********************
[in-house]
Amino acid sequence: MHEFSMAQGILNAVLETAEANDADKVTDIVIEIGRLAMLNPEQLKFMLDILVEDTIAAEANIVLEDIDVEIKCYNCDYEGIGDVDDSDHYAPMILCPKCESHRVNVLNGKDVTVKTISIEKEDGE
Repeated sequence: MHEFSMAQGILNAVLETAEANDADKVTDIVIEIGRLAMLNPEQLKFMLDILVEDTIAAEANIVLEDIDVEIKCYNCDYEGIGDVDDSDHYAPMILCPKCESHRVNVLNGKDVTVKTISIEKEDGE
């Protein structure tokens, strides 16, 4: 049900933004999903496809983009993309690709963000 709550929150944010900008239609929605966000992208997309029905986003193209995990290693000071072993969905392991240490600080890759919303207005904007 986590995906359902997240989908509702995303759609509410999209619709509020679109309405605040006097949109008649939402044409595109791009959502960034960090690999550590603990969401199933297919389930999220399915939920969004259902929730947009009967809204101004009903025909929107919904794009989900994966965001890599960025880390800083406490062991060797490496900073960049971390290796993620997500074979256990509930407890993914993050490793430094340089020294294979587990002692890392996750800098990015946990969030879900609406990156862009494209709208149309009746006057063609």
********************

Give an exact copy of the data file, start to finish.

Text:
[in-house]
Amino acid sequence: MHEFSMAQGILNAVLETAEANDADKVTDIVIEIGRLAMLNPEQLKFMLDILVEDTIAAEANIVLEDIDVEIKCYNCDYEGIGDVDDSDHYAPMILCPKCESHRVNVLNGKDVTVKTISIEKEDGE
Repeated sequence: MHEFSMAQGILNAVLETAEANDADKVTDIVIEIGRLAMLNPEQLKFMLDILVEDTIAAEANIVLEDIDVEIKCYNCDYEGIGDVDDSDHYAPMILCPKCESHRVNVLNGKDVTVKTISIEKEDGE
């Protein structure tokens, strides 16, 4: 049900933004999903496809983009993309690709963000 709550929150944010900008239609929605966000992208997309029905986003193209995990290693000071072993969905392991240490600080890759919303207005904007 986590995906359902997240989908509702995303759609509410999209619709509020679109309405605040006097949109008649939402044409595109791009959502960034960090690999550590603990969401199933297919389930999220399915939920969004259902929730947009009967809204101004009903025909929107919904794009989900994966965001890599960025880390800083406490062991060797490496900073960049971390290796993620997500074979256990509930407890993914993050490793430094340089020294294979587990002692890392996750800098990015946990969030879900609406990156862009494209709208149309009746006057063609």